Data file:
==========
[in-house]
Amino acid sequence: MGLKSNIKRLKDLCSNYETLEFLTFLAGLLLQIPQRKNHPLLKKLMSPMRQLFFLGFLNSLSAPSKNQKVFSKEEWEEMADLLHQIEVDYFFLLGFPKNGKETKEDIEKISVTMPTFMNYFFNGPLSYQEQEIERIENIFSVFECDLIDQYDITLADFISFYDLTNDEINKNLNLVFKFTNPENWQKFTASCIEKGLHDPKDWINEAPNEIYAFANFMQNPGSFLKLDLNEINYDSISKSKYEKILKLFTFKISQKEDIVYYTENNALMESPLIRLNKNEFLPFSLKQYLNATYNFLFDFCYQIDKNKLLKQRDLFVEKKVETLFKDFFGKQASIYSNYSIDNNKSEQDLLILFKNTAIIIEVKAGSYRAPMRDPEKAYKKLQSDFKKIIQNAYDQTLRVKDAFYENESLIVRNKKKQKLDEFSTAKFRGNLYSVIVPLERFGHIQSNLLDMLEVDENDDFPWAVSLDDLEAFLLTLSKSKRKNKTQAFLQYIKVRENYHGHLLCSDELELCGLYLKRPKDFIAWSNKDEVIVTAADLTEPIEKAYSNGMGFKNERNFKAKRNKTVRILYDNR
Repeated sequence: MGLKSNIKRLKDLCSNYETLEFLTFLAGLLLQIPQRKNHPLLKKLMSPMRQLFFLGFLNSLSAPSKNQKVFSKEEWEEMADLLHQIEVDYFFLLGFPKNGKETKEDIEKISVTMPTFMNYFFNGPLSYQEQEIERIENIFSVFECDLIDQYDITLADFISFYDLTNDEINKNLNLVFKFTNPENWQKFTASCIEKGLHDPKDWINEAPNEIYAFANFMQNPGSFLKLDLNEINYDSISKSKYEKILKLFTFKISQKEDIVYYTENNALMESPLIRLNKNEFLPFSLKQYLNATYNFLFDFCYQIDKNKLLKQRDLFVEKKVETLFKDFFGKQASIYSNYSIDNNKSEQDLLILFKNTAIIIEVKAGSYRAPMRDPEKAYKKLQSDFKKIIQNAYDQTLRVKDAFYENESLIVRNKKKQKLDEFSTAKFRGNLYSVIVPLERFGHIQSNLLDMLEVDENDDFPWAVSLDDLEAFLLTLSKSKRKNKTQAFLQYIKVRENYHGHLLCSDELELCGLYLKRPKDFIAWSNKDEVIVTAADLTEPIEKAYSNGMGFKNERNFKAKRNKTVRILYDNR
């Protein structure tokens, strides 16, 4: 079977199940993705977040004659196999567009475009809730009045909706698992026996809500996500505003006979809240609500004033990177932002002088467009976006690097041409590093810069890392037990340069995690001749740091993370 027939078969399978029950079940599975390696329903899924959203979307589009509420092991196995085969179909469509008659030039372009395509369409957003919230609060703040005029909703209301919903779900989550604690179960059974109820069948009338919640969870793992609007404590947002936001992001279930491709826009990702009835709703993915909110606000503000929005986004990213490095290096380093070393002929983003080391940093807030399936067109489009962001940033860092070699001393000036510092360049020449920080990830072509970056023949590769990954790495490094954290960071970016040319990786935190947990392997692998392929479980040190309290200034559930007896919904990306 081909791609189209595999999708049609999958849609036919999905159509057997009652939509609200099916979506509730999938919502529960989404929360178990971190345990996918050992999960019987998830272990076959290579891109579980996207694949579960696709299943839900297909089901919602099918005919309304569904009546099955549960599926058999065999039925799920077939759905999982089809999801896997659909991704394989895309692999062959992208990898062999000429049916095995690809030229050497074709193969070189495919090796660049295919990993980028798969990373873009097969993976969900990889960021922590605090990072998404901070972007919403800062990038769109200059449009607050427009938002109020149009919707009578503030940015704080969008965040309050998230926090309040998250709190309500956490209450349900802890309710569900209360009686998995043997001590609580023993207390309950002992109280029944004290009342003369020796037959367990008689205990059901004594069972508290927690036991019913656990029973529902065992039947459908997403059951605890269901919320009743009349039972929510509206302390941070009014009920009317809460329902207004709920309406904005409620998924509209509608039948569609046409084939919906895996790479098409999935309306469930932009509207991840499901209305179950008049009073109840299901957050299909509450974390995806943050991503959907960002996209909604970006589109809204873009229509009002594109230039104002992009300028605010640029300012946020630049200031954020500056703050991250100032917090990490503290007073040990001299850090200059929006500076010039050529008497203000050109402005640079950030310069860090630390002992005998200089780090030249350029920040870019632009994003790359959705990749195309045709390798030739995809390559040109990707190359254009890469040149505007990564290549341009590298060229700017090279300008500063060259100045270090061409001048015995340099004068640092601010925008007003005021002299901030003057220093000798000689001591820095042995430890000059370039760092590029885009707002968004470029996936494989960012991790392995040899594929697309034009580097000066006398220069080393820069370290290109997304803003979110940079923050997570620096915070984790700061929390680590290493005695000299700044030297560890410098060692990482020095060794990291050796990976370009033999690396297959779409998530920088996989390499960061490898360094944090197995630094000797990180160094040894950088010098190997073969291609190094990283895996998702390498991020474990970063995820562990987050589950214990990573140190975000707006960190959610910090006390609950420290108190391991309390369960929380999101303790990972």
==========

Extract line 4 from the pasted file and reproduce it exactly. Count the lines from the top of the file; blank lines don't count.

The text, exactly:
């Protein structure tokens, strides 16, 4: 079977199940993705977040004659196999567009475009809730009045909706698992026996809500996500505003006979809240609500004033990177932002002088467009976006690097041409590093810069890392037990340069995690001749740091993370 027939078969399978029950079940599975390696329903899924959203979307589009509420092991196995085969179909469509008659030039372009395509369409957003919230609060703040005029909703209301919903779900989550604690179960059974109820069948009338919640969870793992609007404590947002936001992001279930491709826009990702009835709703993915909110606000503000929005986004990213490095290096380093070393002929983003080391940093807030399936067109489009962001940033860092070699001393000036510092360049020449920080990830072509970056023949590769990954790495490094954290960071970016040319990786935190947990392997692998392929479980040190309290200034559930007896919904990306 081909791609189209595999999708049609999958849609036919999905159509057997009652939509609200099916979506509730999938919502529960989404929360178990971190345990996918050992999960019987998830272990076959290579891109579980996207694949579960696709299943839900297909089901919602099918005919309304569904009546099955549960599926058999065999039925799920077939759905999982089809999801896997659909991704394989895309692999062959992208990898062999000429049916095995690809030229050497074709193969070189495919090796660049295919990993980028798969990373873009097969993976969900990889960021922590605090990072998404901070972007919403800062990038769109200059449009607050427009938002109020149009919707009578503030940015704080969008965040309050998230926090309040998250709190309500956490209450349900802890309710569900209360009686998995043997001590609580023993207390309950002992109280029944004290009342003369020796037959367990008689205990059901004594069972508290927690036991019913656990029973529902065992039947459908997403059951605890269901919320009743009349039972929510509206302390941070009014009920009317809460329902207004709920309406904005409620998924509209509608039948569609046409084939919906895996790479098409999935309306469930932009509207991840499901209305179950008049009073109840299901957050299909509450974390995806943050991503959907960002996209909604970006589109809204873009229509009002594109230039104002992009300028605010640029300012946020630049200031954020500056703050991250100032917090990490503290007073040990001299850090200059929006500076010039050529008497203000050109402005640079950030310069860090630390002992005998200089780090030249350029920040870019632009994003790359959705990749195309045709390798030739995809390559040109990707190359254009890469040149505007990564290549341009590298060229700017090279300008500063060259100045270090061409001048015995340099004068640092601010925008007003005021002299901030003057220093000798000689001591820095042995430890000059370039760092590029885009707002968004470029996936494989960012991790392995040899594929697309034009580097000066006398220069080393820069370290290109997304803003979110940079923050997570620096915070984790700061929390680590290493005695000299700044030297560890410098060692990482020095060794990291050796990976370009033999690396297959779409998530920088996989390499960061490898360094944090197995630094000797990180160094040894950088010098190997073969291609190094990283895996998702390498991020474990970063995820562990987050589950214990990573140190975000707006960190959610910090006390609950420290108190391991309390369960929380999101303790990972």